One of the key points of discussion among multifamily owners and managers during the 2017 NMHC OPTECH Conference & Exposition was how to deliver the right mix of amenity and services for today’s renters. But when evaluating the demand for amenity packages against investment in those features and services it’s important to also keep sight on the strength of overall demand for apartments going forward. We need to be sure we’re building and renovating our communities and amenity spaces so they can be relevant down the line.
To that end, NMHC’s Senior Director for Research Caitlin Walter presented some recent apartment demand research conducted by Hoyt Advisory Services and released by NMHC/NAA, highlighting some of the most notable findings. The upshot? The U.S. is going to need 4.6 million new apartments by 2030. And that’s a conservative estimate given the amount of renovation of existing apartments that will could be needed to keep units in the stock and out of obsolescence.
Among the main demand drivers are that realities that homeownership remains below pre-crisis levels, young people continue to delay marriage, household demographics are changing and the overall population is aging. While there has been significant development over the last few years, much of the construction has been at the higher end of the market while there is demand at all price points and construction has been concentrated in a handful of metro areas. Furthermor, the cost of land, labor and materials, as well as local regulations, makes development difficult in many metro areas.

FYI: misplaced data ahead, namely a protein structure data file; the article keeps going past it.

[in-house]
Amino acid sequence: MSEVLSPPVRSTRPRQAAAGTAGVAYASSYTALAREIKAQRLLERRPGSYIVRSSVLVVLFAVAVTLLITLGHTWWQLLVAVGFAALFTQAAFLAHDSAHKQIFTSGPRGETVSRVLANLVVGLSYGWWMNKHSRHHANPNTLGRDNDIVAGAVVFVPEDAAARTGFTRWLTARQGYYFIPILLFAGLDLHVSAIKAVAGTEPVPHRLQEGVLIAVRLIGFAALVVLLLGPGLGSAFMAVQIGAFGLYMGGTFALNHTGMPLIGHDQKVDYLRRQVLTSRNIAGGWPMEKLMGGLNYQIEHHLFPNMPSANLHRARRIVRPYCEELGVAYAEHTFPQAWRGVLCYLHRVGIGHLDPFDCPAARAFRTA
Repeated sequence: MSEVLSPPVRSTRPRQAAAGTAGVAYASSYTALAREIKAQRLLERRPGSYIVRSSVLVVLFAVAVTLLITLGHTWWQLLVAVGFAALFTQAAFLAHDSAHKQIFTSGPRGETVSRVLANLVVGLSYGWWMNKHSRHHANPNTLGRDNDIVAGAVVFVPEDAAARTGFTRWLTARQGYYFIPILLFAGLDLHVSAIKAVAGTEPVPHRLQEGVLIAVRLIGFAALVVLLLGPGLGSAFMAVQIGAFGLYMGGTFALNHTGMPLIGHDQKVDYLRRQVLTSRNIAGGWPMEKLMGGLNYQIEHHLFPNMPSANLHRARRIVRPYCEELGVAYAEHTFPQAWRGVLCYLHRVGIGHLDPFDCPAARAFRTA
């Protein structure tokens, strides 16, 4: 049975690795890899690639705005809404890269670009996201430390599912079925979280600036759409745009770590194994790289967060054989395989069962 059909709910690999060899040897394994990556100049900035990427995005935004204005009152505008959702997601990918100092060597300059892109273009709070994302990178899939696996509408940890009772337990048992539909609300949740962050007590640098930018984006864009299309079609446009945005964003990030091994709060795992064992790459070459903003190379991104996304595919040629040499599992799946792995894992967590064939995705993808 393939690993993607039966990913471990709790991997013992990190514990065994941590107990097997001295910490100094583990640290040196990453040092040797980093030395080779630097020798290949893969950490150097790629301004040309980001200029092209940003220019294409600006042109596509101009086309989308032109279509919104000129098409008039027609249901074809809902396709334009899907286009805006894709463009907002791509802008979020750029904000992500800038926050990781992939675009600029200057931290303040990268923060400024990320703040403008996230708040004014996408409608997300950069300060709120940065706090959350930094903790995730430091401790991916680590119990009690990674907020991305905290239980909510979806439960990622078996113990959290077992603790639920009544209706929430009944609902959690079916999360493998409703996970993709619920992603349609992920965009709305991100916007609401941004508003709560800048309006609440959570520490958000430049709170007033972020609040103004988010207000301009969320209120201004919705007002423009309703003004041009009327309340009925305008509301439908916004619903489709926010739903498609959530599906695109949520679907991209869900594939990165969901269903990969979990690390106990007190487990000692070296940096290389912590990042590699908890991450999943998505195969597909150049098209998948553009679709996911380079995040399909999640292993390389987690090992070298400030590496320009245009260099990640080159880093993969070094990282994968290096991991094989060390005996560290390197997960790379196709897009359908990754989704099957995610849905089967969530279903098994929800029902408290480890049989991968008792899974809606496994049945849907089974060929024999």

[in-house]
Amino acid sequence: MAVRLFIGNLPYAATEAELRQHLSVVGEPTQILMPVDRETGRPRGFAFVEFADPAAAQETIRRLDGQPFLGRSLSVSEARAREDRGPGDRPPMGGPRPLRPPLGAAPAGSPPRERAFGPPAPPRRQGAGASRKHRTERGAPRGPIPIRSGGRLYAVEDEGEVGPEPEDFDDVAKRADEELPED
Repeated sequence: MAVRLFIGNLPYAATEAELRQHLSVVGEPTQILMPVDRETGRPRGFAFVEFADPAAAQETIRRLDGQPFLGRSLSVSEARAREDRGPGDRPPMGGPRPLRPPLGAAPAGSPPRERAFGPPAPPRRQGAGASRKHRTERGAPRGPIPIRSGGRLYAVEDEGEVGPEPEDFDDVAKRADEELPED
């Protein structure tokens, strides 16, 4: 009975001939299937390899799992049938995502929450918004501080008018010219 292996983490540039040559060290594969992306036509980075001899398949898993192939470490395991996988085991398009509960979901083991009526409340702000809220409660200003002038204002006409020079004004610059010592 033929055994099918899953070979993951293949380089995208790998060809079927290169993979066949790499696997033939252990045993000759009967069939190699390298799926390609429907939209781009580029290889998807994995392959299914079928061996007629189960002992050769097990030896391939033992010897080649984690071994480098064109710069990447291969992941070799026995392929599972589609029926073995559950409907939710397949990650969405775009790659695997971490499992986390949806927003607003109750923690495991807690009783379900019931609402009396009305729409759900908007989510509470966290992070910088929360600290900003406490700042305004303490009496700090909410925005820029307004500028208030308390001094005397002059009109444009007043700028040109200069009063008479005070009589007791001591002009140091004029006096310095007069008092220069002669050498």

To meet that demand in 2030, the country will need to build an average of 324,000 new apartments homes every year. However, the industry averaged just 225,000 new units between 2011 and 2016-a period of robust construction activity. Among the regulatory hurdles that the industry is facing are increasing regulatory barriers, outdated zoning laws, unnecessary land-use restrictions, arbitrary permitting requirements, inflated parking requirements and environmental site assessments.
Alongside the demand research, NMHC/NAA also released Vision 2030 a proposal of policy recommendations and case studies that private and public-sector stakeholders can use to help deal with America’s housing affordability crisis.
To view Walter’s full presentation, click here.